It makes me sick just to look at it, the hateful little black thing.
It stares up at me from my desk, laughing. "Be careful what you wish for . . . " My fondest dream came true, and now I'm paralyzed with horror at the outcome. It's like that stupid episode with the monkey's paw and my dead brother all over again . . . only worse.
What is it that fills my staunch heart with dread? A date on my Week-At-A-Glance—Tuesday, May 4. The day Robbie Williams' US debut The Ego Has Landed (on Capitol) hits record stores, and America finally realizes what I've known for years: Robbie is an unstoppable phenomenon.
Not so long ago, I had him all to myself. Those were the halcyon days when Our Robbie was just one-fifth of Take That, the best-selling UK boy band in history. Nobody in America gave a rat's ass about such prefab acts back then. New Kids on the Block were an embarrassing memory; Backstreet Boys and 'N Sync hadn't begun their evil ascent. Sure, a million hysterical German teenagers and every queen in the British Empire shared my passion, but here at home, Robbie was all mine.
I loved Robbie Williams long before the Pet Shop Boys and Tom Jones did, back when Take That was singing Barry Manilow covers and dressing in tacky International Male ensembles. And as he left the group in a hail of vicious publicity, my dedication never faltered. I left my Take That calendar turned to Robbie's picture for months, and tacked a 6-foot promo poster for his very first solo single over my desk. Two and a half years later, he's still watching over me.
Confession time: I didn't like Robbie's new material initially. Compared to Take That's polished chart fare, his self-penned attempts to straddle rock and pop sounded shaky. "Angels," the single that eventually made Williams an international superstar, struck me as sentimental mush. But I made like Tammy Wynette. I listened to those tunes till every lyric and note was carved on my heart, and waxed prosaic about my boy at every opportunity.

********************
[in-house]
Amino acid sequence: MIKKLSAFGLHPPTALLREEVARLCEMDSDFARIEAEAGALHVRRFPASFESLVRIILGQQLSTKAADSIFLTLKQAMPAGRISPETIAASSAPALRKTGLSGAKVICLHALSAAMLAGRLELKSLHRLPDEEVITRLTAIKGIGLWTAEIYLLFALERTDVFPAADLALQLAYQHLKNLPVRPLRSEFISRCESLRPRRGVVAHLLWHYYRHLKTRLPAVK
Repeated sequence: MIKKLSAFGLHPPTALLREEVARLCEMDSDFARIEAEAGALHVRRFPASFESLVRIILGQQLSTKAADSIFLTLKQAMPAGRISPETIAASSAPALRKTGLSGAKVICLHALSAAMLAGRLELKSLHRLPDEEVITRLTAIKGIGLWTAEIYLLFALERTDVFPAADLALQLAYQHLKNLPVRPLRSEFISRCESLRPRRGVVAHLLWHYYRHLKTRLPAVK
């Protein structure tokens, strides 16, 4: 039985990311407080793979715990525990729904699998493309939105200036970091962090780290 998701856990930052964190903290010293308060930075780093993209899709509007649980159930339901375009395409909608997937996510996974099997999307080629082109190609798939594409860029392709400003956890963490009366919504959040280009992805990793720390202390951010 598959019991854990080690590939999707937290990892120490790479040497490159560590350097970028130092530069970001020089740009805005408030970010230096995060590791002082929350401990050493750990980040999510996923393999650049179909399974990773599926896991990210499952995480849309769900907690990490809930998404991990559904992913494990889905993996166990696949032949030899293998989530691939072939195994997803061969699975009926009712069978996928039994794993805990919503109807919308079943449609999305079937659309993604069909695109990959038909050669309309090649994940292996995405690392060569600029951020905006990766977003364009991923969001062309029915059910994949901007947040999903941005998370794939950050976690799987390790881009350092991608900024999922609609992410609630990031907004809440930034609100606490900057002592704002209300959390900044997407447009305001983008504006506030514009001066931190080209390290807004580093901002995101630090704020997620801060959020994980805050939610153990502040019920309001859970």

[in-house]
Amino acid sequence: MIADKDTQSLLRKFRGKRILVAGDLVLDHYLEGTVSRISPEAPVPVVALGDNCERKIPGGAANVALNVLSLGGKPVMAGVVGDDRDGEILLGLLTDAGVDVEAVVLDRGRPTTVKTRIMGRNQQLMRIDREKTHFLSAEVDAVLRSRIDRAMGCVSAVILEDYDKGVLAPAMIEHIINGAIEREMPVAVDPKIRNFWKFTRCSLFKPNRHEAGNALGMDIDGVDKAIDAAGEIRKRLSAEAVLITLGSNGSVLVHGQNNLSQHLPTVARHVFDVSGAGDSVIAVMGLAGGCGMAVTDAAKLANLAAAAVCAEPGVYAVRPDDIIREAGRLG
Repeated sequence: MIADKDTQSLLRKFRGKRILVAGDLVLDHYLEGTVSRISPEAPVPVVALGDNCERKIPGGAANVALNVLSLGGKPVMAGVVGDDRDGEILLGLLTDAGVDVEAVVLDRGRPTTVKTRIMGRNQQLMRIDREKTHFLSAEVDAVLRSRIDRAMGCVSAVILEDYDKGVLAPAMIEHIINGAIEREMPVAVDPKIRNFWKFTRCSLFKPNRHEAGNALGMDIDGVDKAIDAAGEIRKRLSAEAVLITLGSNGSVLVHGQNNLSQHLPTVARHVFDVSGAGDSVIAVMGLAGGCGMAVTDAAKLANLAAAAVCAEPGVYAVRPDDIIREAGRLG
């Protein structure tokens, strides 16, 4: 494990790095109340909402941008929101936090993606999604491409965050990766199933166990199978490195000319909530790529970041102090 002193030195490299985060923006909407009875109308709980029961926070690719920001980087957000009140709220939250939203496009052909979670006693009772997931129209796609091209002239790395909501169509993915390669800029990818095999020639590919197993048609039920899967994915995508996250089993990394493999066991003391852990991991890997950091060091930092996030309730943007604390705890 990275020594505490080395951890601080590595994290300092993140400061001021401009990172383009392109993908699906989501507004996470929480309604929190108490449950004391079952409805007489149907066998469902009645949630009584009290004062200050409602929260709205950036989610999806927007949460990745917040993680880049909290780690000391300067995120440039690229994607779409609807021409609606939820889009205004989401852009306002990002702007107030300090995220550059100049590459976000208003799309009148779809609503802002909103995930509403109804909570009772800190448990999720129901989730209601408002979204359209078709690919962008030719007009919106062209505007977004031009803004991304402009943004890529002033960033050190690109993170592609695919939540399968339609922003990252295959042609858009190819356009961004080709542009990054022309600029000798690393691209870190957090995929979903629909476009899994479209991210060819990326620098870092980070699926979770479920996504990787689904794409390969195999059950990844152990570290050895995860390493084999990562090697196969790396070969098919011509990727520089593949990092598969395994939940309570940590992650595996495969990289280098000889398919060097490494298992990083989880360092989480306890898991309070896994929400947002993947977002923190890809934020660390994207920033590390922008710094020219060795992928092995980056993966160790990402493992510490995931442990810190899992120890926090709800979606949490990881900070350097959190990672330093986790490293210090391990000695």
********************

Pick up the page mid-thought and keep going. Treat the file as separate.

Media pundits keep asking me, the Robbie Expert, if I think he'll go down a storm in America (as he has everywhere else on the globe). I catch myself waffling, "I just don't know . . . " Now, with the day of reckoning at hand, I realize why: It's my classic defense mechanism. When I don't want to admit an artist is about to become huge—for selfish or humanitarian reasons—my instincts shut down. I disowned Duran Duran right before "Hungry Like the Wolf" made it popular with jocks who beat me up in Gym; I told Sony brass Mariah Carey's first album wouldn't sell well enough to warrant a second.
I can't resent Robbie's new devotees. The Ego Has Landed is packed with proven chart-toppers: The brooding "No Regrets"; "Millennium," his anthem anchored by a James Bond string riff; the early Elton John swagger of "Let Me Entertain You." Williams played a music-industry showcase in Texas a few weeks ago. Afterwards, one of my colleagues likened the energy to his uncle's descriptions of an early Elvis gig. I smiled in assent through gritted teeth.
I'm not abandoning Robbie Williams. You'll see my ugly mug at his Seattle gig in June. But I'm taking a step back as everyone else rushes to the front to discover what the fuss is about. While you fawn over my Robbie, I'll be frying other fish—the cute Latvian DJ in Limp Bizkit, that TV meteorologist I've had my eye on—and biding my time. Because when the champagne starts to taste flat, and the applause sounds hollow, I know Rob will beckon me back. We've been through too much together to let something as insignificant as a few million more fans come between our love.